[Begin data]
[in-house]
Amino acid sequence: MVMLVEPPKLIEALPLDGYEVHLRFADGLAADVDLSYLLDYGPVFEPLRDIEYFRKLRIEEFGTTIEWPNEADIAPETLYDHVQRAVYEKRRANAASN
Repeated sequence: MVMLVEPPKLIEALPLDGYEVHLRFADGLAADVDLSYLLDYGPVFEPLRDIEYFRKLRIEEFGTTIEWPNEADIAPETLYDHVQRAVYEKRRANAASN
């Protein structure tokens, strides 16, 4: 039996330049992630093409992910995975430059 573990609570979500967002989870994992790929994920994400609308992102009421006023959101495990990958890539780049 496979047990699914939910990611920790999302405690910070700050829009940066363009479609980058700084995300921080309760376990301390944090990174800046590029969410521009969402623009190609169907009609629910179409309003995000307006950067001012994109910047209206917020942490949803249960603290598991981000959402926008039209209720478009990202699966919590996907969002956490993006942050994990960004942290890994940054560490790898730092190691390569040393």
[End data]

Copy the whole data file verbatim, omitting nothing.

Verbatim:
[in-house]
Amino acid sequence: MVMLVEPPKLIEALPLDGYEVHLRFADGLAADVDLSYLLDYGPVFEPLRDIEYFRKLRIEEFGTTIEWPNEADIAPETLYDHVQRAVYEKRRANAASN
Repeated sequence: MVMLVEPPKLIEALPLDGYEVHLRFADGLAADVDLSYLLDYGPVFEPLRDIEYFRKLRIEEFGTTIEWPNEADIAPETLYDHVQRAVYEKRRANAASN
């Protein structure tokens, strides 16, 4: 039996330049992630093409992910995975430059 573990609570979500967002989870994992790929994920994400609308992102009421006023959101495990990958890539780049 496979047990699914939910990611920790999302405690910070700050829009940066363009479609980058700084995300921080309760376990301390944090990174800046590029969410521009969402623009190609169907009609629910179409309003995000307006950067001012994109910047209206917020942490949803249960603290598991981000959402926008039209209720478009990202699966919590996907969002956490993006942050994990960004942290890994940054560490790898730092190691390569040393």